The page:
Friday, 7 December 2012

OK SOME BARNIES FROM NORFOLK THEN

 
BARN OWL (TYTO ALBA), CAN'T BEAT A CLOSE "GLIDE-BY" BY A BARNIE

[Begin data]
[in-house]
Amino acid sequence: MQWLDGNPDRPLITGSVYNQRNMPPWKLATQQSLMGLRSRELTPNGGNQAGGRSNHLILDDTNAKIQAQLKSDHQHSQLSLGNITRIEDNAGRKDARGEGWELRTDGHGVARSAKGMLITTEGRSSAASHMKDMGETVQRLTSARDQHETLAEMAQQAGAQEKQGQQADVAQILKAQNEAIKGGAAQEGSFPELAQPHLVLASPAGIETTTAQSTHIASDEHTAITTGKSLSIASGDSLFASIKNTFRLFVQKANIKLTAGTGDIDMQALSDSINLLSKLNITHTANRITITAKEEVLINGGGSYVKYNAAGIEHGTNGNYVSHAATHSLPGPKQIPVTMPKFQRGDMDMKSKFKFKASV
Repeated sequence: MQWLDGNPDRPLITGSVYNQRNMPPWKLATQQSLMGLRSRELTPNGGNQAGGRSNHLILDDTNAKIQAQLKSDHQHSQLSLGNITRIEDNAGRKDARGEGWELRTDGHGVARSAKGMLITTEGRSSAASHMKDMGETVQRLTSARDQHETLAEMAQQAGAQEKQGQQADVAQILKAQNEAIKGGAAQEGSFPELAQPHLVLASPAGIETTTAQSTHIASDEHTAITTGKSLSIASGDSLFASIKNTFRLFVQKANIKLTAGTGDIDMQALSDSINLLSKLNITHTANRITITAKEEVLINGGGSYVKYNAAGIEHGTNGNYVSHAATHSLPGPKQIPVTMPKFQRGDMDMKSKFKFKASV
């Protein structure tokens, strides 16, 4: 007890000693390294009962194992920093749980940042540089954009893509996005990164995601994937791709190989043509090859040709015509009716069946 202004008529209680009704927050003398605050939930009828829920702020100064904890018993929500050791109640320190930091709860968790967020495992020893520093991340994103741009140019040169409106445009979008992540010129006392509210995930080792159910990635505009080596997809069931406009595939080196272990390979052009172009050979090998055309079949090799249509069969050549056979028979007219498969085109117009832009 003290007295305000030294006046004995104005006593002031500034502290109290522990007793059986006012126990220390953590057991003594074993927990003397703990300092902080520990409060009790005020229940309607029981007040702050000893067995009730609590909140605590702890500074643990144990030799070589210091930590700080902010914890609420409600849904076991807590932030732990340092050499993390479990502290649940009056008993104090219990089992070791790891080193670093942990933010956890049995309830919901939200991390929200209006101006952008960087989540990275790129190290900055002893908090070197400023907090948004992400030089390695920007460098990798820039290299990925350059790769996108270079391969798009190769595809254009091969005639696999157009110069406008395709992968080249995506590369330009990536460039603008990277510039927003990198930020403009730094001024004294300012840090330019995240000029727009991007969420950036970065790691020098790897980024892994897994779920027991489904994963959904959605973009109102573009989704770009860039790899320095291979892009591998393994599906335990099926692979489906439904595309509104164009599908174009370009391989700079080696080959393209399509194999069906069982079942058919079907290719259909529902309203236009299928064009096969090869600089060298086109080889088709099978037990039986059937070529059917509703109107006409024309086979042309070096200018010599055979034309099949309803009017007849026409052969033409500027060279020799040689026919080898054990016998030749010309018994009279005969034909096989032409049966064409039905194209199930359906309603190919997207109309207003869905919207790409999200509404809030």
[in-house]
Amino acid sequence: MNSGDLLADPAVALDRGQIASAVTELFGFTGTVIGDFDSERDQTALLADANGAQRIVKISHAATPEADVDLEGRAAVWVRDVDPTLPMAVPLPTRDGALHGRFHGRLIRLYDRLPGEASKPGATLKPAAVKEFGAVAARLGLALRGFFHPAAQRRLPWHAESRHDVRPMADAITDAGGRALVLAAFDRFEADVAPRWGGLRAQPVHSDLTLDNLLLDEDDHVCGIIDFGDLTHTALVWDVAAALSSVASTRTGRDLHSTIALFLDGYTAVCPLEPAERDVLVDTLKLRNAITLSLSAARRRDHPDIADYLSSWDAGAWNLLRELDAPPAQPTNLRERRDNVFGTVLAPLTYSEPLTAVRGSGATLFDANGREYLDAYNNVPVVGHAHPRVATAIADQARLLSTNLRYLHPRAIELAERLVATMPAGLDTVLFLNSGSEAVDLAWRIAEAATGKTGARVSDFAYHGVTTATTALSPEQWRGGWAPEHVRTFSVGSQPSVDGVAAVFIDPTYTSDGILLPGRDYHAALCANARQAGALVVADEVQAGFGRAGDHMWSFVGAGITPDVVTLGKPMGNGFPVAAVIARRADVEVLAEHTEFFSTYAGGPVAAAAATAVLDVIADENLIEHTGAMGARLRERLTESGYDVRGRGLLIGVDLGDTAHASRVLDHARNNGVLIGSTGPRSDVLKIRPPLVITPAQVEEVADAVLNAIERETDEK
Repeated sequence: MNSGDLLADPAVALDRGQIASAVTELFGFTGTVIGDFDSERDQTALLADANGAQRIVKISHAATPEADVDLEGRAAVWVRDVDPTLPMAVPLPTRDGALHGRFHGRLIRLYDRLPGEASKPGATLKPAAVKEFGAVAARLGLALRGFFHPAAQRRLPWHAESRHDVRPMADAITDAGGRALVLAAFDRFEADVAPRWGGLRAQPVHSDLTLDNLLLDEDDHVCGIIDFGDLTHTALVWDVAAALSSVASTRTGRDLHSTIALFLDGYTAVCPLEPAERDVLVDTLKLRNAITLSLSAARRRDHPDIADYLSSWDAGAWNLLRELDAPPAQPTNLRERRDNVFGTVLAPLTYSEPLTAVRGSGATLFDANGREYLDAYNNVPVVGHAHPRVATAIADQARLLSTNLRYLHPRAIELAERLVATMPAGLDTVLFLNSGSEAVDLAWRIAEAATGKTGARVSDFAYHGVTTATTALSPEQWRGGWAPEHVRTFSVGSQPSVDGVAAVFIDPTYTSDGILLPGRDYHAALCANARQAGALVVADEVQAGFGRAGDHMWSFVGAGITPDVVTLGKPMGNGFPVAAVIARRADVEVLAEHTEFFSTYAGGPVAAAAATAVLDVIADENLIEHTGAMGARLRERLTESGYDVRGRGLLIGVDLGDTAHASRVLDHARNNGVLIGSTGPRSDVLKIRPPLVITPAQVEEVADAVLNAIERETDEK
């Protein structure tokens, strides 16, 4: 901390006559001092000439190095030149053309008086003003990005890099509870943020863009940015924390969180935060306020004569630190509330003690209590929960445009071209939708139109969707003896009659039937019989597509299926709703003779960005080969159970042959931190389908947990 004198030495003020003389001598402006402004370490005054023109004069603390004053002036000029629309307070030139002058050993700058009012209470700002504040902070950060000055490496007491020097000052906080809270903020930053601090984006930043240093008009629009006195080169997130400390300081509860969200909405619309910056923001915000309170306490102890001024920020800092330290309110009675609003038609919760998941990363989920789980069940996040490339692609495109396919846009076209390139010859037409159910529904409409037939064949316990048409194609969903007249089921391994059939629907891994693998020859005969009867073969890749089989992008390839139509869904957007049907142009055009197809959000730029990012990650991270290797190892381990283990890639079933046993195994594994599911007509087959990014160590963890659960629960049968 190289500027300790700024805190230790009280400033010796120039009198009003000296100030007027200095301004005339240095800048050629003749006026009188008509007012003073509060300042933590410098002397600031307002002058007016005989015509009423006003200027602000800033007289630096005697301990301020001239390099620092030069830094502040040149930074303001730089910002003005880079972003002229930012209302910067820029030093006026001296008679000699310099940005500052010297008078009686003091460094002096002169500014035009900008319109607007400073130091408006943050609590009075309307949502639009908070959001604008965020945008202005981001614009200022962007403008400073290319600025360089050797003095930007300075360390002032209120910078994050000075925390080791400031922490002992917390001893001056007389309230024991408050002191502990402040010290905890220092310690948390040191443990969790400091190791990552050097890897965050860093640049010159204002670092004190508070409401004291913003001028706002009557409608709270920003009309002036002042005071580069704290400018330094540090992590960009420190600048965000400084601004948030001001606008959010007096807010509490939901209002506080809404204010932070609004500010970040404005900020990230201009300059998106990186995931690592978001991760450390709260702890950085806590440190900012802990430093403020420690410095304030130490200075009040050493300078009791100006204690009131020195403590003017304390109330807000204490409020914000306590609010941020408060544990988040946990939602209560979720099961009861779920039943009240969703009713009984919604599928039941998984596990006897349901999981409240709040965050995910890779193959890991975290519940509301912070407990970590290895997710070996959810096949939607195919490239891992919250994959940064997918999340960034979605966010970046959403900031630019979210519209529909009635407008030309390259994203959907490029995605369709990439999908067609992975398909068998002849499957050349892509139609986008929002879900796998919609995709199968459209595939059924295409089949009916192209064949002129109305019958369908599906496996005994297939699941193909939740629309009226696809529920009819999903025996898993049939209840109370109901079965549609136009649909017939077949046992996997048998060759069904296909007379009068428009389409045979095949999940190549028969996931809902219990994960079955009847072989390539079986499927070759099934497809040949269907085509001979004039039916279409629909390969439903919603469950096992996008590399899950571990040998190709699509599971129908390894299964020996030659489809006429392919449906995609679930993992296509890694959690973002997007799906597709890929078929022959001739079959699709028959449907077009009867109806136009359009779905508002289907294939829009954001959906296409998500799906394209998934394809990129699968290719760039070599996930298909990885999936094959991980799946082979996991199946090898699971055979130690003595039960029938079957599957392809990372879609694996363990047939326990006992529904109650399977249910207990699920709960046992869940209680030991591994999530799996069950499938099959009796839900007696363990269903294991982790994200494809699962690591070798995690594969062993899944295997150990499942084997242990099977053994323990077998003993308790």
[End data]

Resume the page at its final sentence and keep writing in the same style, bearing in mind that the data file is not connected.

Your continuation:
There's something about Barn Owls, some call it owl fever, but "owl fever" as I've always understood it was someone who's desperate to get an owl image, so desperate that they'll do anything to get an image, they'll chuck all normal behaviour out the window and act the plain WRONG, those who chase the owl around all day and not letting the owl go about their business of hunting and feeding and generally being a bit of a d**k. To the less damaging (to the owl anyway) who will spend hours in a hide just for glance, nowt wrong with that, can't blame them. However I would rather stand out in the fresh air and get less images. There's something quite enjoyable when you get to watch an owl quartering a field, watching it swoop onto a potential prey, or when one glides past you, quickly gives you the "once over" before carrying on hunting, in that split moment there is a brief connection between the domesticated you (ok semi-domesticated when it comes to me) and a wild animal, an acceptance of "ok, you stay there, don't chase me around and we both get what we want". Obviously if you're tucked up in a hide, you're going to get even better results, yet there is something about standing next to a hedgerow, thinking you're well camouflaged, blending into the background, but lets get real for a moment, the Barn Owl has not only great eye sight but fantastic hearing, so if you're breathing it knows you're there. It's a game of cat and mouse....or maybe owl and vole. PATIENCE is the key word followed by a calming of the intial adrenalin when you glance a Barnie. I've been lucky with Owls, wether it be a Short Eared Owl, Tawny, Little Owl or Barn Owl I still get that adrenalin rush and warm feeling of seeing an owl. But take the bottom image of the Barnie hunting amongst a reed bed just behind the windmill at Cley Marshes, there I was as the early morning low cloud was being replaced my some morning light, freezing cold, when I caught glimpse of the owl hunting. Suddenly stood on the raised footpath the cold was gone and I realised I couldn't hide myself, also I realised I couldn't walk towards it, without disturbing the owl, so I had to do with some long range images, which to be honest made me realise a lot of my Barnie images are very similar, close up, not really showing the enviroment in which the owl is hunting, Now most are taken from the same locations so it's the same owl, same field etc so they are going to look the same, aren't they? The thing I like (apart from the birds of course) the most about Norfolk is the habitats on offer, wether it be a field with an owl, a reed bed with a hovering Harrier and "pinging" Bearded Tits, a salt marsh with a mixture of fresh water or salt water lagoons with waders or plain grubby mud flats, it's often not being represented in my images which is a shame. So with a lot of my images I tried in Norfolk this time I wanted some more "birds in their enviroment" images, funnily I did get a few, don't like the one I posted, I don't like the exposure I plumped for, but as it happened the owl glided within feet of me, but I was high up and it was lower (raised footpath), and it started to hunt the field on the other side of the road, so once it settled in the field and was hunting away I went and stood and got some reasonable shots of my normaul style. Sadly you have to stand on a pavement with tall reed bed in front, a problem for a short ass like me, but between the reed beds is small gap and got the image below. Though you do have to put up with other cars driving past. In the top image, that was from my favourite Norfolk Barn Owl site, again you have to put up with passing cars as they honk their horns, they have to do it due to a small hump back bridge, but in this field you can't enter it (VERY PRIVATE) and are stood by a metal gate and because of that the Barn Owl seems to come  quite close. There wasn't much hovering and diving action going, which is what I really wanted, as  the two fields were quite flooded, but there were also Snipe in the ditches and the odd Curlew in the field, with Brent Geese flying overhead. Oh and I can't forget the rather tame Robin which got some meal worms for it's efforts. The very last image Blogger won't allow it to be "resized" so please click on it to have a better view again it shows it in it's "enviroment", this time you can see in the very distance, the mudflats and shore line near Burnham.